Americans observed School Choice Week this past week, and Iowa Republicans want to join the party.
Conservatives have lobbied for decades to offer families more educational options, yet Iowa has not fully embarked on the experiments underway in several other states. Proposals at the Statehouse this year could change that.
Education advocates are sharply polarized on school choice issues, conservatives relentlessly skeptical of public schooling, and liberals ideologically averse to any form of privatization. Each side is prone to cherry-picking research to support their cause.
Unfortunately there is no comprehensive, national data comparing students in traditional public school systems to those in alternative systems. What research is available shows mixed results.
Liberal economist Martin Carnoy is frequently cited by public school advocates arguing against school choice. He provides a good synopsis of the anti-school choice conclusion.
“Extensive research on educational vouchers in the United States over the past 25 years shows that gains in student achievement are at best small,” Carnoy wrote in a 2017 policy brief for the left-leaning Economic Policy Institute.
It’s not exactly a damning analysis.
The research is flawed in its reliance on test scores, which have a limited ability to fully assess students educational advancement. The progressive education activists who readily acknowledge test scores should not be the sole factor in policy decisions are often the same ones who use test select score comparisons as evidence against expanding school choice.
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If test scores and costs will be about the same, it seems reasonable to give parents more choices. I think most Iowans would agree in principle, but in practice, school choice comes in diverse and often complicated forms.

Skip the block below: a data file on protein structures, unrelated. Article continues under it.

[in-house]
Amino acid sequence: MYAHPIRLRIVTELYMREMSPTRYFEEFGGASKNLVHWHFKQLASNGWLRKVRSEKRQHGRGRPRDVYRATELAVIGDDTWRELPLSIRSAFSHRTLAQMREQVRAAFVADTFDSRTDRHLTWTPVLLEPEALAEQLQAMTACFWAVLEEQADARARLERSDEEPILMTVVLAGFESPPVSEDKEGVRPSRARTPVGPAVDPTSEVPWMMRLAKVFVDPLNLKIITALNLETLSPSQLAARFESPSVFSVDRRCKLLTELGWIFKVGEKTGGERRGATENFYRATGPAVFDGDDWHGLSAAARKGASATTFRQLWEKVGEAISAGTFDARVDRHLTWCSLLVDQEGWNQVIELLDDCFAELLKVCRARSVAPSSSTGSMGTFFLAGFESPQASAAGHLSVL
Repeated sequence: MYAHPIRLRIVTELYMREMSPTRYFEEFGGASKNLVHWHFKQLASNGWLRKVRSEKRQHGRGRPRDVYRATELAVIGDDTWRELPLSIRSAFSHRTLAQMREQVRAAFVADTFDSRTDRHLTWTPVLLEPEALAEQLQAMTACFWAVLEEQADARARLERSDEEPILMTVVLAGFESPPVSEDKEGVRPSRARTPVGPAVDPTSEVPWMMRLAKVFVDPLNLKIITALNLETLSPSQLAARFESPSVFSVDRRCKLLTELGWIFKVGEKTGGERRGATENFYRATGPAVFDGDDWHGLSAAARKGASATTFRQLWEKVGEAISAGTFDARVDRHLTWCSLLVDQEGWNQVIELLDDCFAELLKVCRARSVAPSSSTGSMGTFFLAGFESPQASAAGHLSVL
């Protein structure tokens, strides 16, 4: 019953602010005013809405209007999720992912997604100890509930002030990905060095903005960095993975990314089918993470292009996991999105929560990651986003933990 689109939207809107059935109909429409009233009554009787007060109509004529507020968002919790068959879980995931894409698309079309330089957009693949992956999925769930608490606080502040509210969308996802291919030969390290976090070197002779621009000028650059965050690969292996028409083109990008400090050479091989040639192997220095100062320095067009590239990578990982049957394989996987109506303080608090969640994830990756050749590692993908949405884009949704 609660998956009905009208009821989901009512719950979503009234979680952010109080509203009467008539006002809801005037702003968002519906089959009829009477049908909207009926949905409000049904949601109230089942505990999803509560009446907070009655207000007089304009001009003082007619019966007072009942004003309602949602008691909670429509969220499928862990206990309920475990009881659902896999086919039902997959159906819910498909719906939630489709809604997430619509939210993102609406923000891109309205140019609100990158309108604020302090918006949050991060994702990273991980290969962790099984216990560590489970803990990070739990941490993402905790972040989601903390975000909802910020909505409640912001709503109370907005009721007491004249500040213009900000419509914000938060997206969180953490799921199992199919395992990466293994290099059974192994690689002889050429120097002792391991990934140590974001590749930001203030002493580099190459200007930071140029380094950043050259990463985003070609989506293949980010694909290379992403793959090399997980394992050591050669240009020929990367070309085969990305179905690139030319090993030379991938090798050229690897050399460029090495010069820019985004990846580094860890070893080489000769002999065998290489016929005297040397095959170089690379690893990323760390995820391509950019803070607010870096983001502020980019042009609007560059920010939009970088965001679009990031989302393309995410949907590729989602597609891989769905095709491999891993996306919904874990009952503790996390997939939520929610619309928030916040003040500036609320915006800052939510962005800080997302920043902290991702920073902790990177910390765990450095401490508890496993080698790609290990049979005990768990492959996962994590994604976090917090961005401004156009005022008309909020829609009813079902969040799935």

Iowa gets good marks from the National School Choice Week organization. We have open enrollment between public school districts, legislation allowing charter and magnet schools, online learning opportunities, and some tax incentives for private schooling. Republican policymakers and school choice advocates see room for improvement.
Gov. Kim Reynolds proposed in her Condition of the State address this month to expand tax advantages for families saving for private K-12 schooling.
Senate File 2091 would grant non-public school students state-funded education savings funds, equal to a portion of the state’s per-pupil spending.
House File 9 would allow parents at persistently low-achieving schools to petition for a voucher program.
Senate File 2017 would eliminate the Iowa Department of Education and transfer many of its duties to the Department of Workforce Development.
Iowans commit enormous support to public education, and it’s imperative we spend our investment in ways that reflect our values.
The state government spent more than $4.5 billion on education last fiscal year, about a quarter of the state budget and the second-largest state function behind human services. A recent report from the Center on Budget and Policy Priorities showed only three states increased education spending more quickly than Iowa between 2008 and 2015.
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Iowa makes an important appearance in the history of the education freedom movement. A 1965 Des Moines Register photo showed Amish children in Buchanan County running away from law enforcement agents who were tasked with putting the children in government schools.
The image of young people in the United States fleeing from forcible public education was widely reprinted, and may have helped generate support for family rights. The U.S. Supreme Court ruled in a separate case seven years later that Amish children couldn’t be compelled to attend school past 8th grade, sending an important message that government doesn’t own children.
Police scooping up Amish children may seem distant from our current debate, yet the underlying question is the same - can the state parent better than parents?
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